In its effort to thwart the Islamic State’s expansion in Syria, the United States should invest in institution-building and local leadership before sending military aid, a leading Syrian oppositionist said Thursday, during his first visit to Israel in a personal capacity to attend the annual International Conference on Counter-Terrorism in Herzliya.
Speaking on the sidelines of the conference, Kamal al-Labwani, a former political prisoner of the Assad regime currently residing in Sweden, said US President Barack Obama’s policy speech on Wednesday — in which he outlined his plan for eradicating the Islamic State — was important in recognizing the existence of a moderate Syrian opposition in need of strengthening.
Labwani described his 10-day visit to Israel as “academic” and “exploratory” and stated he was prepared to meet with Israeli policymakers “whenever they want.”
He said that America’s top priority in Syria should be investment in local organizations and infrastructure, lest US military support be funneled to extremists.
“Currently, the aid could fall into the wrong hands in the absence of good management and oversight,” Labwani said. “Real authority on the ground requires investment in organization before the aid is even sent.”
On Wednesday, Obama announced that the US has “ramped up its military assistance to the Syrian opposition,” calling on Congress to allocate more funds for training and equipping moderate anti-regime fighters. The US president ruled out the possibility of cooperating with the Assad regime — which he said “will never regain the legitimacy it has lost” — in combating the Islamic State.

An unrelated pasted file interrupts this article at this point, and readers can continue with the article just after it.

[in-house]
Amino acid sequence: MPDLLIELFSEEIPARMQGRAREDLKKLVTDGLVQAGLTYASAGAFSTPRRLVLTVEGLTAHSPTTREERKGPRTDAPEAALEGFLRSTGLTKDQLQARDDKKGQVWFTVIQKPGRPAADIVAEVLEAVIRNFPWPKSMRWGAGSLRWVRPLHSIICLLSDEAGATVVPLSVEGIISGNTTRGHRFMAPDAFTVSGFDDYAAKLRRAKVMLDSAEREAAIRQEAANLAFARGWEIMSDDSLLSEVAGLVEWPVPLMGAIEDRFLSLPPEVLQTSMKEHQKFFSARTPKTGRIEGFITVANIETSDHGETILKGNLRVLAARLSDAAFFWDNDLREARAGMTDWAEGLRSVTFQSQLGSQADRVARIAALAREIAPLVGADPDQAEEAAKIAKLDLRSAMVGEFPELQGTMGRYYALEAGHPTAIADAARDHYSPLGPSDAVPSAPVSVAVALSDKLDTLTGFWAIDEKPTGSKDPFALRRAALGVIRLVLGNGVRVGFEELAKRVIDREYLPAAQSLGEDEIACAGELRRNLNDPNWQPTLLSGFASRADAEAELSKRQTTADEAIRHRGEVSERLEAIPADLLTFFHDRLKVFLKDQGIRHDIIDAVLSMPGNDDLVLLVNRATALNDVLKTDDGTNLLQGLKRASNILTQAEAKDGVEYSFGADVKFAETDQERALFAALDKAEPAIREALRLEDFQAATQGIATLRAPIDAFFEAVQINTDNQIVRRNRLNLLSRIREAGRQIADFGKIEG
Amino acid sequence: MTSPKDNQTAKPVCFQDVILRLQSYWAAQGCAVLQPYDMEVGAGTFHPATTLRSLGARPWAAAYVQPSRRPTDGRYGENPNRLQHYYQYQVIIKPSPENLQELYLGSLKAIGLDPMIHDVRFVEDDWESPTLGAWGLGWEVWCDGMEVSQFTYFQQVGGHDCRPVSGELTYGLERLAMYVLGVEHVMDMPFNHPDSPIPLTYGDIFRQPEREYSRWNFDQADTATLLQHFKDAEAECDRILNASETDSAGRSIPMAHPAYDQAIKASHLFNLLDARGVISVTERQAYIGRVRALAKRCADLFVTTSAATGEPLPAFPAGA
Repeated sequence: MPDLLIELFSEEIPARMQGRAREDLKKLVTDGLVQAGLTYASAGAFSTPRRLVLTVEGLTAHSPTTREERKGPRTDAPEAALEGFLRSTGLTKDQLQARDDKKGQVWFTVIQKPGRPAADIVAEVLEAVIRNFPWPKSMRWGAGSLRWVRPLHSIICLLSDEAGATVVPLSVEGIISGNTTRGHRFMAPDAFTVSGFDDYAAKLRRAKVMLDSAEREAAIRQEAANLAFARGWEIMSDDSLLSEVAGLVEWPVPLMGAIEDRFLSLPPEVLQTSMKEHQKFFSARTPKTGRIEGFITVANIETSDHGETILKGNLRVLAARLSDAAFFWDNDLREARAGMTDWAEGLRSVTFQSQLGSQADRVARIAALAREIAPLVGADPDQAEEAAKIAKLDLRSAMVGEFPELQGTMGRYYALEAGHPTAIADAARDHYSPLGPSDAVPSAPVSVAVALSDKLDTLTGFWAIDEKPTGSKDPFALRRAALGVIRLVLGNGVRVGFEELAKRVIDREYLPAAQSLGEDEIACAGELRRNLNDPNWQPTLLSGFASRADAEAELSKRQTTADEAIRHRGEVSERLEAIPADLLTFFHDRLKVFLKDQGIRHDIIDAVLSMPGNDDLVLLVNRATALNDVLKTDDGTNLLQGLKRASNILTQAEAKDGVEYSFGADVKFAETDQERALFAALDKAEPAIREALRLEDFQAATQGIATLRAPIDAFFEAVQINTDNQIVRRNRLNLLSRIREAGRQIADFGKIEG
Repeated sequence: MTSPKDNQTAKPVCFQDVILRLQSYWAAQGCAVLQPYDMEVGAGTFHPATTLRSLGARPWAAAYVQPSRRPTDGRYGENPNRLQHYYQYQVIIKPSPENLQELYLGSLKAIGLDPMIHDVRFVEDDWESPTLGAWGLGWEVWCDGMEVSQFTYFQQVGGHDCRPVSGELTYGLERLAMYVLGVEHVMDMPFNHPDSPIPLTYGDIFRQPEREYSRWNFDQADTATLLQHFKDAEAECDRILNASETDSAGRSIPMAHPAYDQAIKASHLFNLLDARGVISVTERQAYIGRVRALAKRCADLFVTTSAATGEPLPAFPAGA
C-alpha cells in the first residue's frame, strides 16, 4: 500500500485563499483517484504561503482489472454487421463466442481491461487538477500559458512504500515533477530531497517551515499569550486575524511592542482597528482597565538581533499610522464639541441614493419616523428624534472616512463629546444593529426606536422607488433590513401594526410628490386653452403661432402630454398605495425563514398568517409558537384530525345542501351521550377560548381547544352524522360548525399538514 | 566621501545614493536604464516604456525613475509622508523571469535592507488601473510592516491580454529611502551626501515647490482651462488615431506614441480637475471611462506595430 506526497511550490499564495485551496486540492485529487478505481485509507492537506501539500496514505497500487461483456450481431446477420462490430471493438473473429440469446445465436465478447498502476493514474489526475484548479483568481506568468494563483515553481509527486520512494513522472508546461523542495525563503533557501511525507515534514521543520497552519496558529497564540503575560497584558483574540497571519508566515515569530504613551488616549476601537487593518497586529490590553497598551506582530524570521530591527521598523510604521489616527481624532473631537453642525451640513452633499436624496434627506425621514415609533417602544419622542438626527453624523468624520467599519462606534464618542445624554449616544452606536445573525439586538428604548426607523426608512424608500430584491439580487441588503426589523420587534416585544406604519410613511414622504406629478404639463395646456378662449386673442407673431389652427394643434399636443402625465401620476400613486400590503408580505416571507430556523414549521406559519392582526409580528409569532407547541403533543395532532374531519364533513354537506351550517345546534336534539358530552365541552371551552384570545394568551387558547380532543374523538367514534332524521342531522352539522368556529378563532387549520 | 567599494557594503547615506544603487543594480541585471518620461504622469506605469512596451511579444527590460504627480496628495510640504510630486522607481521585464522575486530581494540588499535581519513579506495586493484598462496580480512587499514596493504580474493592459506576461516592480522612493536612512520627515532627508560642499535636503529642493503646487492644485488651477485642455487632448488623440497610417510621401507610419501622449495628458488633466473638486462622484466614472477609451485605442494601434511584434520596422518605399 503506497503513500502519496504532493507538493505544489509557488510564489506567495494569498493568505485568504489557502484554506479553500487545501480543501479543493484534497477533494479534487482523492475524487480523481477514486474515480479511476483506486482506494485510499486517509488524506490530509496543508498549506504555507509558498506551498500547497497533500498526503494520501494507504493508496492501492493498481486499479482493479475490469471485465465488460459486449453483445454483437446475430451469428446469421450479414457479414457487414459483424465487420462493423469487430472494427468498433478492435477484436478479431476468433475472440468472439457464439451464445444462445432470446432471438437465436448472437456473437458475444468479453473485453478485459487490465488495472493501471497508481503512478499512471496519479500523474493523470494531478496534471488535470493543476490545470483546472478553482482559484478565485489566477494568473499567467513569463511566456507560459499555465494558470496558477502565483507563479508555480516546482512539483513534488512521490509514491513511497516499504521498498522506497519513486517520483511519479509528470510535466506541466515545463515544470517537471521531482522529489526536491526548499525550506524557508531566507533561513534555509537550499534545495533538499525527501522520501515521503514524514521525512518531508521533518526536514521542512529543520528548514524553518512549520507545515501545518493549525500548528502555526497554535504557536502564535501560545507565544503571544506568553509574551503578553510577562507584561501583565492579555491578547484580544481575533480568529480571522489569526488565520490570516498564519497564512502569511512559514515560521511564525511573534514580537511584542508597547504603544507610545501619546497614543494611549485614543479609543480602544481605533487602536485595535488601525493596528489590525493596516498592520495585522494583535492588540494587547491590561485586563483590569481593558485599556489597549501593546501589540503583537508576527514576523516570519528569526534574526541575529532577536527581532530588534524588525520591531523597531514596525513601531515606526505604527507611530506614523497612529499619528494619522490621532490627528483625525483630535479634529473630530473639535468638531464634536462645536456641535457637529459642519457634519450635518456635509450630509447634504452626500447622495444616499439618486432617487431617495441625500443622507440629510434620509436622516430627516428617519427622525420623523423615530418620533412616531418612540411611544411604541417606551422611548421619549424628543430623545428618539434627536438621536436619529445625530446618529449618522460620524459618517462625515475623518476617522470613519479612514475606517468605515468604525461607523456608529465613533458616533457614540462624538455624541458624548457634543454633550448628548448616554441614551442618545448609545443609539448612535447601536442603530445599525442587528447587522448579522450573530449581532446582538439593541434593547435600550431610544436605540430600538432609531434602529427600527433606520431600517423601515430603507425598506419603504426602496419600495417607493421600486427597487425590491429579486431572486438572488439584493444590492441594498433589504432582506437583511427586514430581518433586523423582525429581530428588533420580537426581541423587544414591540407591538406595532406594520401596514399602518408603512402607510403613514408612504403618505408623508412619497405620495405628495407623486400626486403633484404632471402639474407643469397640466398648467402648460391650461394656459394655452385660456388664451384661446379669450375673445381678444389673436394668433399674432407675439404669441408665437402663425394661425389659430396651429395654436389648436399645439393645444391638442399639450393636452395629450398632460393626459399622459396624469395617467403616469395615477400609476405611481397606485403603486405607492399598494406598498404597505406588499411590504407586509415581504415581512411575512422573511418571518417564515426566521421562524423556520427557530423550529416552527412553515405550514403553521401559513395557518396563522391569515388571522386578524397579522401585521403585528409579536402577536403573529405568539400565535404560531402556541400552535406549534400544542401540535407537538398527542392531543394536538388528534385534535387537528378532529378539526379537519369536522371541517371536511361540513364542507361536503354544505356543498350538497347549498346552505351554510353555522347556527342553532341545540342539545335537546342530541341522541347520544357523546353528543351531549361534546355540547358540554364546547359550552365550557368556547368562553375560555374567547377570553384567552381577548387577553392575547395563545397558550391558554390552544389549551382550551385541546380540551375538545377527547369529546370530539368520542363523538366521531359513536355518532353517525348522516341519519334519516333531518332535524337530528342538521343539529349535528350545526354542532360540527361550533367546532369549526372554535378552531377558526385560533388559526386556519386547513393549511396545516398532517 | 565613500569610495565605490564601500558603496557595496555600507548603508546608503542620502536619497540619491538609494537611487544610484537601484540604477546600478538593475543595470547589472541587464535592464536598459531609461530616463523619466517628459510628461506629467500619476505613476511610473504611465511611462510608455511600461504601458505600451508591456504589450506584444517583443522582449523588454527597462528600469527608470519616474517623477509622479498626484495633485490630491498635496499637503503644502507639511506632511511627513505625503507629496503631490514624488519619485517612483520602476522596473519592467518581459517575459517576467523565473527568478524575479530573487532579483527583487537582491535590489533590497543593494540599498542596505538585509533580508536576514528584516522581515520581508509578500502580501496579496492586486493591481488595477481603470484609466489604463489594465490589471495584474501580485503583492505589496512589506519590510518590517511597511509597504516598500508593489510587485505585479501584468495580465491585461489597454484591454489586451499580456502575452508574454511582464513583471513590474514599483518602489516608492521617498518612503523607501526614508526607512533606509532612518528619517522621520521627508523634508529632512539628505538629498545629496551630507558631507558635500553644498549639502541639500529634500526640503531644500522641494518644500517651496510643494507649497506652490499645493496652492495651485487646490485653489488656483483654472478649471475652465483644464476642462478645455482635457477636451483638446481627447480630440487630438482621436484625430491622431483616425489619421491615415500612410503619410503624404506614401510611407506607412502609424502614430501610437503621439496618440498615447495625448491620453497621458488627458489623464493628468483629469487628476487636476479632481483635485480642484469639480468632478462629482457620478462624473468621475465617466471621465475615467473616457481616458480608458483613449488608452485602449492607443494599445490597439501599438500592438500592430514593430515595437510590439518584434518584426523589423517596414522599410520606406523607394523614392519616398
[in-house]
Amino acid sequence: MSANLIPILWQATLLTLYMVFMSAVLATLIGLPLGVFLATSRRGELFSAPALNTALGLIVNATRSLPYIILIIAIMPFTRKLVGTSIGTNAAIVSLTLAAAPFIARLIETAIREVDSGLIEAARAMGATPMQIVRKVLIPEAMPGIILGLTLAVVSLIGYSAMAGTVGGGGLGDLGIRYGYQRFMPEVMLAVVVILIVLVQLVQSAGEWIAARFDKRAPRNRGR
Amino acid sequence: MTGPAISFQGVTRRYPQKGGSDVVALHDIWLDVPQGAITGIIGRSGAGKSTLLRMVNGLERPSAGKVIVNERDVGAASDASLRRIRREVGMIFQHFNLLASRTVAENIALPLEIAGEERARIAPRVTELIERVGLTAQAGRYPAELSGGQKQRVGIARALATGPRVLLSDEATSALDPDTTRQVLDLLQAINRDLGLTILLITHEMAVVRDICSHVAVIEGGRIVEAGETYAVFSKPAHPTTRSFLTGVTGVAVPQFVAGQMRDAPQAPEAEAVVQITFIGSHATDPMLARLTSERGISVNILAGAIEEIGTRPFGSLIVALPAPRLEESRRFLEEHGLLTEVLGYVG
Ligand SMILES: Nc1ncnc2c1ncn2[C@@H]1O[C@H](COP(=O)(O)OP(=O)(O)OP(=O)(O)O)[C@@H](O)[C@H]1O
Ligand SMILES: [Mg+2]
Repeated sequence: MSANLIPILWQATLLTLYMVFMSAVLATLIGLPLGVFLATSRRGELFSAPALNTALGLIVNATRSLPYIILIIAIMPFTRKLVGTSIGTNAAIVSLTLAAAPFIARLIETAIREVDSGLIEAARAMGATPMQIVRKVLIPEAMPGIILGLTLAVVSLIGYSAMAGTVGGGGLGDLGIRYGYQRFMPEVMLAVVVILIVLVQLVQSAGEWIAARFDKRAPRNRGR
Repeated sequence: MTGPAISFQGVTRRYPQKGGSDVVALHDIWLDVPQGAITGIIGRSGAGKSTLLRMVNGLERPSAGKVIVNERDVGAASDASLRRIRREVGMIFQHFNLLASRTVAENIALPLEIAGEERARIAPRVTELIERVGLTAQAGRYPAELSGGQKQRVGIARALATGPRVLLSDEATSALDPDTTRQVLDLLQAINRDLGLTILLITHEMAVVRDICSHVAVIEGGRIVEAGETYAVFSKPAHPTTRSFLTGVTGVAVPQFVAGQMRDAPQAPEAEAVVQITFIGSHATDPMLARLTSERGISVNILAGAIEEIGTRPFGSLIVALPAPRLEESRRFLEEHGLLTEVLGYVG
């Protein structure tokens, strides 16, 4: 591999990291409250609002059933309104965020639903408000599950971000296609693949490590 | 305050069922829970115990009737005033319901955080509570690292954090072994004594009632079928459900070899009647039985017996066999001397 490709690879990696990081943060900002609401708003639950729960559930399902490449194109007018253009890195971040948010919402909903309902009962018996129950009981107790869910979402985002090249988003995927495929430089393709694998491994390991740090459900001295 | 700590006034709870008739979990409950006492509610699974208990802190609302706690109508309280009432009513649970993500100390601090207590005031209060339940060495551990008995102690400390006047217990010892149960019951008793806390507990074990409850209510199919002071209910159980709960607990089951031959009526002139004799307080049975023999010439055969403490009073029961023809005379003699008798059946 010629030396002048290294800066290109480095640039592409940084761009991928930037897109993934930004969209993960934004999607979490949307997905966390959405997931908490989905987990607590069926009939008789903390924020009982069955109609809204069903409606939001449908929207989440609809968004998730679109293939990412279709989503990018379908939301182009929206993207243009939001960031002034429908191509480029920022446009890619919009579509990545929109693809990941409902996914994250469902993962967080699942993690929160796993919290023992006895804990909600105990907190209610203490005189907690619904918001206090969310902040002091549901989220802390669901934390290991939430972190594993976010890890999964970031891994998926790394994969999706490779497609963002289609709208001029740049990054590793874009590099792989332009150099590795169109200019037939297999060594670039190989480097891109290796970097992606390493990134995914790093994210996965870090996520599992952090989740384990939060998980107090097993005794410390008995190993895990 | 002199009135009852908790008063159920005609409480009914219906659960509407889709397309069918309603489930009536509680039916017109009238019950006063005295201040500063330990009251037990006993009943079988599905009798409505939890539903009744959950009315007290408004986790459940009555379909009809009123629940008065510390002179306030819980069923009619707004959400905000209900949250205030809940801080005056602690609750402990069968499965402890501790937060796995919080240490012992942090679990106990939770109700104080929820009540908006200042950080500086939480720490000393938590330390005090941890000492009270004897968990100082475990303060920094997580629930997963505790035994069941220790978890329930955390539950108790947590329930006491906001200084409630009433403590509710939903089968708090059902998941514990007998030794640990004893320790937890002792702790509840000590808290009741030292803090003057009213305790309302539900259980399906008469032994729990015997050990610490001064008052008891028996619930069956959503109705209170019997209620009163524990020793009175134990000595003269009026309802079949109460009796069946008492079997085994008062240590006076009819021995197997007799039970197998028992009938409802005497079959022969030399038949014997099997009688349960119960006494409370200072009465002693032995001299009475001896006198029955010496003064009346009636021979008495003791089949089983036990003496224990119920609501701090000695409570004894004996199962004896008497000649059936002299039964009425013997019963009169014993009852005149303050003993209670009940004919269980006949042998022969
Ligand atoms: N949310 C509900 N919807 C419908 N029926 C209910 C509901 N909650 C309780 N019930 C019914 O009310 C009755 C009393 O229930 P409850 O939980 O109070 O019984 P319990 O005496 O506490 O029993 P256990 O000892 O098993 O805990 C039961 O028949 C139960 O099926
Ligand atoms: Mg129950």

Labwani seconded that sentiment.
“We cannot fight terror with terror or crime with crime,” he said. “We must combat all the criminals, be they the regime or the terrorists from the Islamic State and the other gangs. You can’t have the Syrian people choose between a criminal named Bashar Assad or a terrorist named [Abu Bakr] al-Baghdadi.”
The crimes committed by the Assad regime are “much more numerous, and heinous, than those committed by the Islamic State,” said Labwani, who spent a decade of his life in and out of Assad prisons. He feared that in the West’s eagerness to combat the Islamic State, the Shiite terrorism of Hezbollah and the Assad regime may be neglected, causing the Sunni majority in Syria to feel as though the US is engaged in a sectarian battle against them.
‘They [the Americans] have counted on failed regimes. They gave a portfolio to Qatar and a portfolio to Saudi Arabia … but it’s the Syrians who must take responsibility and run their own lives’
But Syria’s Supreme Military Council, the command center of the moderate Free Syrian Army based in Turkey and headed by Brigadier General Abdul-Ilah- al-Bashir, currently has no control over soldiers on the ground, Labwani said. The Istanbul-based Opposition Coalition, a political organ of which Labwani used to be a member, similarly has no bearing on people inside the country, he said.
“We must reconstruct a new leadership connected to the people,” he said. “This would also require a no-fly zone. It would be pointless to create a system inside and have the [Assad] regime destroy it.”
So far, interested regional powers have been funding military units within Syria that advance their own agendas in the country, a situation Labwani said was unsustainable.
“They [the Americans] have relied on failed regimes. They gave a portfolio to Qatar and a portfolio to Saudi Arabia … but it’s the Syrians who must take responsibility and run their own lives. We could, for instance, form a base in liberated areas in the north and the south and establish good relations with people. But to receive orders from a Saudi sheikh or a Qatari sheikh or from foreign intelligence agencies? That won’t work.”
“How can we turn this chaos into order? We need to build an authority on the ground. This requires a budget, an economy, institutions, reconstruction, protection. Weapons aren’t enough.”